“Do You Read Me?” marks a new direction for Harvard Design Magazine—one that invites “reading” across disciplinary boundaries, and stakes out an expanded arena for architecture and design dialogue.
The question anticipates a response: “Loud and clear!” But it also suggests the possibility for distortion, misinterpretation, or evaporation of the message. This issue is about reading and misreading, and the role of design in streamlining or garbling the exchange between sender and receiver, writer and reader, maker and user. Whether written or rendered, engineered or enacted, both message and messenger are designed, and it is the relation between craft and comprehension that is explored here.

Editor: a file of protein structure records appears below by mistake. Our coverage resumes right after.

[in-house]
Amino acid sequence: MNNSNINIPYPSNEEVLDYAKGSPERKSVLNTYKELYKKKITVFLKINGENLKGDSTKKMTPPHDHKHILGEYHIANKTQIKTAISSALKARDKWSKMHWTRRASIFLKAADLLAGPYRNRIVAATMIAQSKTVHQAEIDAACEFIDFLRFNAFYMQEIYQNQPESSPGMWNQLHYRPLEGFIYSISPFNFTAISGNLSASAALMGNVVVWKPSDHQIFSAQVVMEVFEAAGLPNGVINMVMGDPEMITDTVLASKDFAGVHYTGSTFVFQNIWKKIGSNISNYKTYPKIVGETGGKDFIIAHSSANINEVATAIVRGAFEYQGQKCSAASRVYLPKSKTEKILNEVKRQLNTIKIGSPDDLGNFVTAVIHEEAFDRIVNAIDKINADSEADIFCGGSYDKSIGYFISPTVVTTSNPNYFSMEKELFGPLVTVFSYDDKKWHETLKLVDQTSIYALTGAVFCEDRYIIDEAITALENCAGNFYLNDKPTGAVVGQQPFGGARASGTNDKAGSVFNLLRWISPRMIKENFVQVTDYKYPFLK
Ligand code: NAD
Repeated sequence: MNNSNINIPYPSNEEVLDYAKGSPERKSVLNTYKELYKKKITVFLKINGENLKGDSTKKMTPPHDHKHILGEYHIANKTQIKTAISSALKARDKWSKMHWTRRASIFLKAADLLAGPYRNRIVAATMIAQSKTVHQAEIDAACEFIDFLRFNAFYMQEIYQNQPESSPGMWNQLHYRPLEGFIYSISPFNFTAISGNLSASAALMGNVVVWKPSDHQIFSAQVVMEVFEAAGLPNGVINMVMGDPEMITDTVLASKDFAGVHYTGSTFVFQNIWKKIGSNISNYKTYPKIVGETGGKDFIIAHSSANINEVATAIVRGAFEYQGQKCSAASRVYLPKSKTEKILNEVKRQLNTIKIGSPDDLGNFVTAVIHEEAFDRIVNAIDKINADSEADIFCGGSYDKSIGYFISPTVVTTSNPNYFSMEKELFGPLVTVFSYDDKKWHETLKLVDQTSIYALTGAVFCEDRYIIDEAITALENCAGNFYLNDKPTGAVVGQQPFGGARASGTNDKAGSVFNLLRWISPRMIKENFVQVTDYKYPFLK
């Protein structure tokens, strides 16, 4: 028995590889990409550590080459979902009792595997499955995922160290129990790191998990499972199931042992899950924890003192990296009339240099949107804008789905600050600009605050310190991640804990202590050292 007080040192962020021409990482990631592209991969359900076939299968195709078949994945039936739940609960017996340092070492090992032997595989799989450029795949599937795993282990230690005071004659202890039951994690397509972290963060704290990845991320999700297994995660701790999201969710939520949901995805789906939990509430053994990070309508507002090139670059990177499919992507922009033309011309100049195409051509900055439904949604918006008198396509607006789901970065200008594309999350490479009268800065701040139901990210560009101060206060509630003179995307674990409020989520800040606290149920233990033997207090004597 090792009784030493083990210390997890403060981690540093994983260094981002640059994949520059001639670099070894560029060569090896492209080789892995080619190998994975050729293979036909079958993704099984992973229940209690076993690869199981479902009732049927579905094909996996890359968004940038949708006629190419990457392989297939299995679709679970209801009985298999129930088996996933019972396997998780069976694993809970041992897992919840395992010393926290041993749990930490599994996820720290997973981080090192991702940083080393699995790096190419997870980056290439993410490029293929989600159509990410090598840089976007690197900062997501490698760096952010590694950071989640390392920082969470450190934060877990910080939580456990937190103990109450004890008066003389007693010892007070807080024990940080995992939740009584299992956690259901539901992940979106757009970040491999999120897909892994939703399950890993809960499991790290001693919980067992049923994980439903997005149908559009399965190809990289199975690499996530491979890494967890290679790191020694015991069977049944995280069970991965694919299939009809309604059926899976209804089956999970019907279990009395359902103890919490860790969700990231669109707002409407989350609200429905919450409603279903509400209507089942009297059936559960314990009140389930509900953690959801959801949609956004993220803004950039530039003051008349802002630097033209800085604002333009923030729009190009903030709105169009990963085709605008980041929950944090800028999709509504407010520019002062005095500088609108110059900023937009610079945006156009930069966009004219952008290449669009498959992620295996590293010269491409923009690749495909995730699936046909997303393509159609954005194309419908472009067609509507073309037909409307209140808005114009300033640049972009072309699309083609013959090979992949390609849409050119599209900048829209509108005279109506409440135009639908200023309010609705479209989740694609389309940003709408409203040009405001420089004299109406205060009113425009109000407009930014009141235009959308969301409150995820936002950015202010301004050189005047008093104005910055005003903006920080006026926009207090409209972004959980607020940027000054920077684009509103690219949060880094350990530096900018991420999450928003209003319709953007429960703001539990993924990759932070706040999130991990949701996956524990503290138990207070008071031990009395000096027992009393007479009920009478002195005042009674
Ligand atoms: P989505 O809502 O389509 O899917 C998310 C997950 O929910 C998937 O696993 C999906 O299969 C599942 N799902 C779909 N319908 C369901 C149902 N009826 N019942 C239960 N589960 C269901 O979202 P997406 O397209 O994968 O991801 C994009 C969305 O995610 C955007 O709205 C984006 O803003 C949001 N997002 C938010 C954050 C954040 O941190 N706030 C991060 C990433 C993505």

But today, beyond the intentional construction and exchange of messages, we are all constantly “read” as data. While we offer our identities as moldable content and marketing fodder with every click; while our words, wants, and whereabouts are tracked by both “friends” and strangers; we might rethink the appeal of misunderstanding, or inscrutability. “Do You Read Me?” suggests that role of design is not just to construct certitudes, to clarify, but also to enable more nuanced realities to coexist.